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Re: Whitespace in passwords
From: <Steve.Cummings () barclayscapital com>
Date: Thu, 8 Sep 2005 17:54:02 +0100

Alt characters are also pretty cool

Try alt 255 this is blank space
 

-----Original Message-----
From: Andrew Meyers <AMeyers () msolgroup com>
To: Anders Thulin <Anders.Thulin () tietoenator com>; bryan allott <homegrown () bryanallott net>; pen-test () 
securityfocus com <pen-test () securityfocus com>
Sent: Thu Sep 08 01:40:34 2005
Subject: RE: Whitespace in passwords

I like pass phrases better because crackers like john and l0pht, by default, don't have white spaces in their list of 
characters. 


-------------------
Andrew Meyers
Systems Engineer
Managed Solution
Email: ameyers () mssandiego com
Phone: 619-220-0544 x115
Fax: 619-220-0599
http://www.mssandiego.com

-----Original Message-----
From: Anders Thulin [mailto:Anders.Thulin () tietoenator com] 
Sent: Wednesday, September 07, 2005 3:17 AM
To: bryan allott; pen-test () securityfocus com
Subject: RE: Whitespace in passwords

From: bryan allott [mailto:homegrown () bryanallott net]

to the misnomer "passWORD" rather than passPHRASE but it seems that 
[most?] people choose passes that dont contain whitespaces,

  Most people still stick to alphanumeric passwords, and most of those are passwords where the digits are placed at the 
end.
Whitespace is probably not more special than any of the other 'specials' that appear on a standard keyboard. A problem 
is to know just what those are -- a look at a keyboard may lead a user to think the 'x' on the keypad is a different 
special character than the '*'.

my main question, re security, is wether the whitespace made the 
password too vulnerable? [historically] and why this constraint is 
introduced in many systems..

  Tradition, probably.  In environments where users are given fixed passwords that they can't change themselves, space 
belongs together with S58, O0, and Il1 to the characters that probably will be misunderstood, and so cause calls to 
helpdesk.
Anything that is likely to cause a help-desk call is a no-no in large environments.
  
  Another aspect is regularity of user interface design: should space be treated as significant when it appears first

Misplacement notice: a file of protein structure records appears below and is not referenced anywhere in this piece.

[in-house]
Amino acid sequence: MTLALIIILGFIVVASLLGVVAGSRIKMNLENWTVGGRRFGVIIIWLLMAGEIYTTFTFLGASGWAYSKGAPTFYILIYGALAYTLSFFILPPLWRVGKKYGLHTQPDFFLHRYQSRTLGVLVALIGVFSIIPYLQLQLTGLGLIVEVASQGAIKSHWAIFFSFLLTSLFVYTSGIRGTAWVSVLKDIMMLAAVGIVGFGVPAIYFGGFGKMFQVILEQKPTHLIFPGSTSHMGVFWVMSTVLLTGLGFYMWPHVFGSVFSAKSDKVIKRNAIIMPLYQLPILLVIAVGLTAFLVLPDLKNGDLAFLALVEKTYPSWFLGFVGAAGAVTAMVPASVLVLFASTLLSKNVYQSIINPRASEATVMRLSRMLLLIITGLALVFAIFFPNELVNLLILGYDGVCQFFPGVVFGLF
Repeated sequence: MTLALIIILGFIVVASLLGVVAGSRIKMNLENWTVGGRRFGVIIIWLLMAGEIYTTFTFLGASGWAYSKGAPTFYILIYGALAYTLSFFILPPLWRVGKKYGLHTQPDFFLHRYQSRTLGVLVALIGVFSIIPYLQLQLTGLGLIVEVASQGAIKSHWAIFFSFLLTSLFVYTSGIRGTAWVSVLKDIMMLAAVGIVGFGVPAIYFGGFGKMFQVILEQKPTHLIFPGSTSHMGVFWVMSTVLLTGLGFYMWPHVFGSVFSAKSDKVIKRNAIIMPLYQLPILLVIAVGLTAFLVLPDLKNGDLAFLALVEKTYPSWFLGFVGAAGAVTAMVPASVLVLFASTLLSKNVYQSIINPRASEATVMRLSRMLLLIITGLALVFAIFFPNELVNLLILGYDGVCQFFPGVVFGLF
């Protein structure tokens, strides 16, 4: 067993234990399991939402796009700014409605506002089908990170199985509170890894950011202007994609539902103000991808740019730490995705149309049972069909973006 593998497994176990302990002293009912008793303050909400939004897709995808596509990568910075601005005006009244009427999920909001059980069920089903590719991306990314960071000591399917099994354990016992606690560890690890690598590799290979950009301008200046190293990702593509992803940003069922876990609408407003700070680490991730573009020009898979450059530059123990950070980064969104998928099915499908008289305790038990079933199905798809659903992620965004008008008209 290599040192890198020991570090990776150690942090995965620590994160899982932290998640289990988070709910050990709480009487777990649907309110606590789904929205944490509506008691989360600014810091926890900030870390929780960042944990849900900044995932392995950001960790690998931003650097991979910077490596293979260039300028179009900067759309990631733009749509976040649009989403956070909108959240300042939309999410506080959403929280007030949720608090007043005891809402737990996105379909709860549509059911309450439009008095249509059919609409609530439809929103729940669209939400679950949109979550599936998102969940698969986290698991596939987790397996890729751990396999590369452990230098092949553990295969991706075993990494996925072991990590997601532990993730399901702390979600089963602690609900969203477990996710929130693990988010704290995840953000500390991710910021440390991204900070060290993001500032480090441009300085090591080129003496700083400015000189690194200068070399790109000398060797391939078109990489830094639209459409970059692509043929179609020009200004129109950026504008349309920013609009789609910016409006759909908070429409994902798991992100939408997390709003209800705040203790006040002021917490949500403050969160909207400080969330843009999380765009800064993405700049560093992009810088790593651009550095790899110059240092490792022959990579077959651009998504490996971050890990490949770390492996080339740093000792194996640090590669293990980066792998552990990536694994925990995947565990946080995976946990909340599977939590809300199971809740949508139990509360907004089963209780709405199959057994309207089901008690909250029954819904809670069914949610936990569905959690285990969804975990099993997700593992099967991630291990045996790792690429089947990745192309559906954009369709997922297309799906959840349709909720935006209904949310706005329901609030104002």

and last in a string in general, say a Search field in a text editor or a From- field in an e-mail program? If not, 
spaces first and last in passwords will be assumed to be insignificant as well -- and so become another source for 
helpdesk complaints.
Regularity pays off.

 [but then, if 
myth- why propogate it?]

  Probably also a case that password are seldom documented in detail, and few people are willing to sit down to find 
out details by experiment.
(Windows NT hashes use the OEM character set ... which is another source of documentation problems.)  So instructions 
for password construction tend to avoid mentioning characters that might be troublesome, even though there are some 
important things to know. 

  For instance, dead accent keys (on my kbd ^ is one) usually don't change the base character in a password, so 'pass' 
and 'pâss' may produce the same password hash.

  The most useful character to have in a reasonably modern Windows password is EUR (Alt-Gr E on my kbd.) I suspect the 
reason why is well known -- if not, I'll leave it as an exercize. I'm sure there are similar 'oddities' on other 
password situations.

i'm thinking that whitespaces [if yr
system can handle them, and why not?] would add another measure of 
complexity in cracking pwds?

  Of course they do.  But ... if you alredy have an adequate password protection -- say, accounts are locked out after 
25 failed attempts per day regardless of source --  the extra complexity doesn't add much protection.  (If you have the 
password hashes, security has already failed, and any attempt to add a last line of defense in the form of password 
complexity is misguided: it's only a question of time before the passwords are discovered, and that time should not be 
left to users to ensure.) 

Anders Thulin   anders.thulin () tietoenator com   040-661 50 63          
TietoEnator Telecom & Media AB, Box 85, SE-201 20 Malmö

 


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